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Wednesday, Mar 17 2010
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The title might evoke an image of clammy-fingered men in ill-fitting clothes bent over synthesizers with penlights attached to their heads, but the Switchboard Music Festival is actually a bold eight-hour expedition through convention-crushing terrain led by musical fire-eaters. Certainly, the dazzling Zoë Keating fits the bill. While with the critically acclaimed Rasputina, she helped expose the indie-rock world to the power of four women cellists and a distortion box. On her own, her music is even more peculiar and haunting. Using numerous pickups and a foot-controlled laptop, she transforms her instrument into an orchestra capable of hypnotic percussion, unearthly harmonies, and gripping drama. Since Rasputina, Keating has not avoided nightclub audiences — she’s worked with DJ Shadow, Amanda Palmer, Imogen Heap, and Curt Smith (yes, of Tears for Fears) — but there is no doubt she seeks some deeper resonance with an invisible world. In that search she finds unlikely companions at Switchboard, including Thorny Brocky, which combines Indian and Balkan music with jazz, rock, and klezmer to make imaginary cartoon soundtracks; Sqwonk, a bass-clarinet duo with a penchant for heavy metal and pterodactyls; and Oakland’s miRthkon, a jazzy chamber-prog conflagration that uses video and text to add flesh to its own mythology.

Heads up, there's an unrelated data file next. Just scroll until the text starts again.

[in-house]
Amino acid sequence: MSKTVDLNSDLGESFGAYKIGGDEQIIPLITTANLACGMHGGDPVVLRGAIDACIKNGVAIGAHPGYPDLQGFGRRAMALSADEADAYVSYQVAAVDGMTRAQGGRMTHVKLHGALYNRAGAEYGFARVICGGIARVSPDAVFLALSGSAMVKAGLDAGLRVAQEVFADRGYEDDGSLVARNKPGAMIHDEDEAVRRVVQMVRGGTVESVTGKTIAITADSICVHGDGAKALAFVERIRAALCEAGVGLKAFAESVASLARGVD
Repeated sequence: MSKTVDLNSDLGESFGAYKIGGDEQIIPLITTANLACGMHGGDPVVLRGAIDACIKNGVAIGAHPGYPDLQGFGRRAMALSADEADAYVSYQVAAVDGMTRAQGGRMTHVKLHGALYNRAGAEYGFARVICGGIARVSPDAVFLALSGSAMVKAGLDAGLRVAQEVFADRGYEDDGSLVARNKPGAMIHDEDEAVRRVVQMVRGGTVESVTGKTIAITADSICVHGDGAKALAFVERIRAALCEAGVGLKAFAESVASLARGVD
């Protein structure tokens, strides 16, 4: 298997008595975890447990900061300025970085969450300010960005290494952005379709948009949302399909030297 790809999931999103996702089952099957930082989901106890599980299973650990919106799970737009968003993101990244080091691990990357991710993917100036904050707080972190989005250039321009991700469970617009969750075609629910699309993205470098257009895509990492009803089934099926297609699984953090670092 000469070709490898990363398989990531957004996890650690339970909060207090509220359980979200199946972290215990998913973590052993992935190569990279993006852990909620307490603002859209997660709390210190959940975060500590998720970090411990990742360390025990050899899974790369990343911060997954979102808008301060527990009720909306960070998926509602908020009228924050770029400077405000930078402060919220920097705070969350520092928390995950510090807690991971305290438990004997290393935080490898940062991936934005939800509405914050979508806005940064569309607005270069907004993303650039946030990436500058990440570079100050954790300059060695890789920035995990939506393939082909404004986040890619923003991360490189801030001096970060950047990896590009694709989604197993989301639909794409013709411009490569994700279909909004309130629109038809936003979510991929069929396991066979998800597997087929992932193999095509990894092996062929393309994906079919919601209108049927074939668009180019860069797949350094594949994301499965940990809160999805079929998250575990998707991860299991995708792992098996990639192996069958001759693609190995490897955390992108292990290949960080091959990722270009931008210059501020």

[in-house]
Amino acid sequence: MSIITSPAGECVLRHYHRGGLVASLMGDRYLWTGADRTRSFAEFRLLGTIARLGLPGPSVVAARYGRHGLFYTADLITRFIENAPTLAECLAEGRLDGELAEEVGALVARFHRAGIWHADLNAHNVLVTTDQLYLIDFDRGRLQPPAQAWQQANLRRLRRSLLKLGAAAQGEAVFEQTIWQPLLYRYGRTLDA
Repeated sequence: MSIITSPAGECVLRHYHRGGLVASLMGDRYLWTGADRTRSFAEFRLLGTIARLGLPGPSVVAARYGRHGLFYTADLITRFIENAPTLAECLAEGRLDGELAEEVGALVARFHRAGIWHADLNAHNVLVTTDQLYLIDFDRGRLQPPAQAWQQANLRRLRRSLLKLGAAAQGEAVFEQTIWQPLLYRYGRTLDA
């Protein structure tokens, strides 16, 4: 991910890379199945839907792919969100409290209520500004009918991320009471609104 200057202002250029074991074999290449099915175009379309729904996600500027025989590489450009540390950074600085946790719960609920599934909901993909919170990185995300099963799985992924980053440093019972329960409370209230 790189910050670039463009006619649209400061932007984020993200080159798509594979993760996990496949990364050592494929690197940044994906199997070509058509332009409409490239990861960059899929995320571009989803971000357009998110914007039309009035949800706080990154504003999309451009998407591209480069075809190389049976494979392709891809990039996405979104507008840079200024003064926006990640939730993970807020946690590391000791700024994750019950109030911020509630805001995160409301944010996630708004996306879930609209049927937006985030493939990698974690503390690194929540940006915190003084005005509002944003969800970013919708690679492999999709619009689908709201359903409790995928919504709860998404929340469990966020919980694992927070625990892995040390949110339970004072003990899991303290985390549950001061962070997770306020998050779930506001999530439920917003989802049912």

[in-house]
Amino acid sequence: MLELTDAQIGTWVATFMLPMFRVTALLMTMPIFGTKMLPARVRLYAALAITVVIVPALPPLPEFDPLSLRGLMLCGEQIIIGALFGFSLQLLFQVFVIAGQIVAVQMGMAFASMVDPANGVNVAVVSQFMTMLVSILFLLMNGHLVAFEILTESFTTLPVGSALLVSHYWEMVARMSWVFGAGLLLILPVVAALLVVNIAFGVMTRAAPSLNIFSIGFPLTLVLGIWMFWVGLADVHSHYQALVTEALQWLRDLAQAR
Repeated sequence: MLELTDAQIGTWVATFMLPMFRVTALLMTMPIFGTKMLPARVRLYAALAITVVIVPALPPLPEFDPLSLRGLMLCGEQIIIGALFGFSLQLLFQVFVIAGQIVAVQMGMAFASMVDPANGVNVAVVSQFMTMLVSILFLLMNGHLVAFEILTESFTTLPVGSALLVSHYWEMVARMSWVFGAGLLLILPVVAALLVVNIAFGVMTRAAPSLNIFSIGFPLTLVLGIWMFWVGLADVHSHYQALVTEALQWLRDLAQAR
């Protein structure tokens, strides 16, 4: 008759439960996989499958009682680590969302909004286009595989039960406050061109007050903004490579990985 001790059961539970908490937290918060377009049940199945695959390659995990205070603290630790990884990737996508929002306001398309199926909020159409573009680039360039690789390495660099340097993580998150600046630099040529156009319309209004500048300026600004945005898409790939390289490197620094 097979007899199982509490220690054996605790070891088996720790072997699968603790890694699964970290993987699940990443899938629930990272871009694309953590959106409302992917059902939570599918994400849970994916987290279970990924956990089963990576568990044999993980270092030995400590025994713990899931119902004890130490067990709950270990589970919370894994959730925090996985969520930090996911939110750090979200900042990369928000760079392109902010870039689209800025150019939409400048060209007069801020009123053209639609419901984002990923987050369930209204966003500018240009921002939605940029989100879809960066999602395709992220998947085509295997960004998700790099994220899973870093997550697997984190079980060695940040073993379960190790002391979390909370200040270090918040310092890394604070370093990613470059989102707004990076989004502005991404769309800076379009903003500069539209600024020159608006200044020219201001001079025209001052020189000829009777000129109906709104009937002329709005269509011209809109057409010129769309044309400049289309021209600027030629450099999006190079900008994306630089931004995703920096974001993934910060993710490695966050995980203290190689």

Sun., March 28, 2 p.m., 2010

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Silke Tudor

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